Tributes have been paid to journalist, writer, broadcaster and civil rights activist Darcus Howe, who has died aged 74.
Howe wrote a regular column in the New Statesman until 2009 and more recently was a columnist in black British newspaper The Voice.
He began his journalism career with the magazine Race Today, which he edited for 11 years and had a column in the Evening Standard in the 90s.
Howe was most famous for his political activism on the issue of racism and rose to prominence during the Mangrove Nine trial.
The Guardian said in an obit: “His aims were radical, and he brought them into the mainstream by articulating fundamental principles in a strikingly outspoken way.”
The paper added: “Howe directed his enormous intellectual energy and skill as a political organiser to ‘bring reason to race’.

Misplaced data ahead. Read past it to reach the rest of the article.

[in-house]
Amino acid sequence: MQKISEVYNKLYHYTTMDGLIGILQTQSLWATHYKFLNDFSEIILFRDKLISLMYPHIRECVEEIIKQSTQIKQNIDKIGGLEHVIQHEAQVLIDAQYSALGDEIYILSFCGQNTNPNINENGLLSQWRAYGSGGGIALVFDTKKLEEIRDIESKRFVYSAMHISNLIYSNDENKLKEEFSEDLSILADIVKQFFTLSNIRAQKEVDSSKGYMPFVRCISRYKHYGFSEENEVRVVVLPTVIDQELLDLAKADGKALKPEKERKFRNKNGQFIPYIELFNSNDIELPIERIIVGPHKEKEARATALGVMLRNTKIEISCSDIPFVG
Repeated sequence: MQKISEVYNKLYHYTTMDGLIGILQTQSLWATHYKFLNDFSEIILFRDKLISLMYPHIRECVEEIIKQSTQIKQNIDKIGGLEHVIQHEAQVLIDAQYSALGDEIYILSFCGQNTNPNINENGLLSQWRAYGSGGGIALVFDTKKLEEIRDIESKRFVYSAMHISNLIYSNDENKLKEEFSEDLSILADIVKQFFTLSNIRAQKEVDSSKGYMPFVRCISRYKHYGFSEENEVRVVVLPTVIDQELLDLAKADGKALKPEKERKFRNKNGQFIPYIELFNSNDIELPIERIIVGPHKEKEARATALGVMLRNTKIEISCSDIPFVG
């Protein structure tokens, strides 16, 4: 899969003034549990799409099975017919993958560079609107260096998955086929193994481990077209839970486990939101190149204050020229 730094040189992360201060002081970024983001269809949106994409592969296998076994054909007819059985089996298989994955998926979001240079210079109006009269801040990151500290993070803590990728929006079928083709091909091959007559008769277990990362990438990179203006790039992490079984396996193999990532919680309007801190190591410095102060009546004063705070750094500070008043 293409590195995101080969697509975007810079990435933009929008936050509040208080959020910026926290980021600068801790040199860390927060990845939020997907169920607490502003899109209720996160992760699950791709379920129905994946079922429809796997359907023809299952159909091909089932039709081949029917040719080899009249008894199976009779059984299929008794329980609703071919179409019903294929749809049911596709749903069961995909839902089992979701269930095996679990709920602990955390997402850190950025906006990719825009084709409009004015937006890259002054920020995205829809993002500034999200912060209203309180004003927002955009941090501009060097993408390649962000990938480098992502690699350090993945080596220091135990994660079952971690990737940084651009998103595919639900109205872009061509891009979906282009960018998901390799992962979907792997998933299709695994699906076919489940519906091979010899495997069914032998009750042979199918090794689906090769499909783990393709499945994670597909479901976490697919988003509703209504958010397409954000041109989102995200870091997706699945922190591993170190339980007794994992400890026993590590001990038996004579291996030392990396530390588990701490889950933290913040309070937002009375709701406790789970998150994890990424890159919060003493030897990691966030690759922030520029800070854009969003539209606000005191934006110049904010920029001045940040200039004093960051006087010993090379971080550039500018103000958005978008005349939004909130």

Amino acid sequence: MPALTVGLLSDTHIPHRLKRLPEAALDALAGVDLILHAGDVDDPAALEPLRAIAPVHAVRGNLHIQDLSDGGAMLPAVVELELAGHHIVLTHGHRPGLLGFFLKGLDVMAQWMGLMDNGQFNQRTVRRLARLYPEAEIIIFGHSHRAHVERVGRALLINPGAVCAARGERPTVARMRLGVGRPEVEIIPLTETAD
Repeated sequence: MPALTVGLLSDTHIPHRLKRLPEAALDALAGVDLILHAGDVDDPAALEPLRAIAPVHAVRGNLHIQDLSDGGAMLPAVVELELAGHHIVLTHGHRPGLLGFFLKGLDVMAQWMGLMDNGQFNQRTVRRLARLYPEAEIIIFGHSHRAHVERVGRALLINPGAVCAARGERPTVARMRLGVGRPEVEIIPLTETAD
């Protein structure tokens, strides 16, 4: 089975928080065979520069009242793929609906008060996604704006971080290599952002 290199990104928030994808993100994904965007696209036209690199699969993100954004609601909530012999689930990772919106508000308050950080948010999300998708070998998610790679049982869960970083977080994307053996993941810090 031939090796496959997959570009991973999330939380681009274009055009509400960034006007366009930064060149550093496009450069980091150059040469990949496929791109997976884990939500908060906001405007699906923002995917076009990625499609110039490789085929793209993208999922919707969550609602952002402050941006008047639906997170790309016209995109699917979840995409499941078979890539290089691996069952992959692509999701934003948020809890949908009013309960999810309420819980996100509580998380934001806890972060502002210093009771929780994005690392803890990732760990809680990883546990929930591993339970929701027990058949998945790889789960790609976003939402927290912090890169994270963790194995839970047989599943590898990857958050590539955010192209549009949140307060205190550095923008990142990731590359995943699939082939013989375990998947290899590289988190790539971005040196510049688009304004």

“He rejected the politics of soundbites and prejudice, in favour of a politics based on faith in the creativity of migrant and working-class communities.”
The Times said: “Darcus Howe hated injustice, and he loved a fight.
“A fierce combatant amid the birthing pains of multiracial Britain, he spent his adult life battling against racial inequality, with an eloquent ferocity that made him not only a controversial and strident spokesman for black society, but a vital voice that could not be ignored in the debate about identity and community relations.”
Howe died on 1 April. He had been diagnosed with prostate cancer in April 2007 and later wrote about it in the Guardian.
He is survived by wife Leila, three sons and four daughters.
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